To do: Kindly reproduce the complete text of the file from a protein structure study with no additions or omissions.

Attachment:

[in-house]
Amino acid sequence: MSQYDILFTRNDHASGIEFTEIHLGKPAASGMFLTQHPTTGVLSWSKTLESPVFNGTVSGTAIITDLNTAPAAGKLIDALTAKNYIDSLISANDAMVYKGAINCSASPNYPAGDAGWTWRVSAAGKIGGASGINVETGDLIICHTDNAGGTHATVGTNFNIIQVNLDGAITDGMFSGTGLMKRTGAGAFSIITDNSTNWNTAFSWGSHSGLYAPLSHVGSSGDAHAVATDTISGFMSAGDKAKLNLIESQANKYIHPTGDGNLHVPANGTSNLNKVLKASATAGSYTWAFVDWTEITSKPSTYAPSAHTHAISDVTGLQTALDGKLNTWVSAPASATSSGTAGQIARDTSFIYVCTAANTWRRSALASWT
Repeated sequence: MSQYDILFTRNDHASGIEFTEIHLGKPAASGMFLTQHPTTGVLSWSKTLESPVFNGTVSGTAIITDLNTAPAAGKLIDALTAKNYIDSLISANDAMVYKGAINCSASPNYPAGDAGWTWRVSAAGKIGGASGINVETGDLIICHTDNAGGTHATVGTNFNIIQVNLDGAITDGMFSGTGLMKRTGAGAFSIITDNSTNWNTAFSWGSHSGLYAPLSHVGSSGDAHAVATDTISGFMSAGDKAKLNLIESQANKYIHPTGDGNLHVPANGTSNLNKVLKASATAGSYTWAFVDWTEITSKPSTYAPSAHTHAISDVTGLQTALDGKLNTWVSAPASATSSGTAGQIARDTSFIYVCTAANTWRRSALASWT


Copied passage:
[in-house]
Amino acid sequence: MSQYDILFTRNDHASGIEFTEIHLGKPAASGMFLTQHPTTGVLSWSKTLESPVFNGTVSGTAIITDLNTAPAAGKLIDALTAKNYIDSLISANDAMVYKGAINCSASPNYPAGDAGWTWRVSAAGKIGGASGINVETGDLIICHTDNAGGTHATVGTNFNIIQVNLDGAITDGMFSGTGLMKRTGAGAFSIITDNSTNWNTAFSWGSHSGLYAPLSHVGSSGDAHAVATDTISGFMSAGDKAKLNLIESQANKYIHPTGDGNLHVPANGTSNLNKVLKASATAGSYTWAFVDWTEITSKPSTYAPSAHTHAISDVTGLQTALDGKLNTWVSAPASATSSGTAGQIARDTSFIYVCTAANTWRRSALASWT
Repeated sequence: MSQYDILFTRNDHASGIEFTEIHLGKPAASGMFLTQHPTTGVLSWSKTLESPVFNGTVSGTAIITDLNTAPAAGKLIDALTAKNYIDSLISANDAMVYKGAINCSASPNYPAGDAGWTWRVSAAGKIGGASGINVETGDLIICHTDNAGGTHATVGTNFNIIQVNLDGAITDGMFSGTGLMKRTGAGAFSIITDNSTNWNTAFSWGSHSGLYAPLSHVGSSGDAHAVATDTISGFMSAGDKAKLNLIESQANKYIHPTGDGNLHVPANGTSNLNKVLKASATAGSYTWAFVDWTEITSKPSTYAPSAHTHAISDVTGLQTALDGKLNTWVSAPASATSSGTAGQIARDTSFIYVCTAANTWRRSALASWT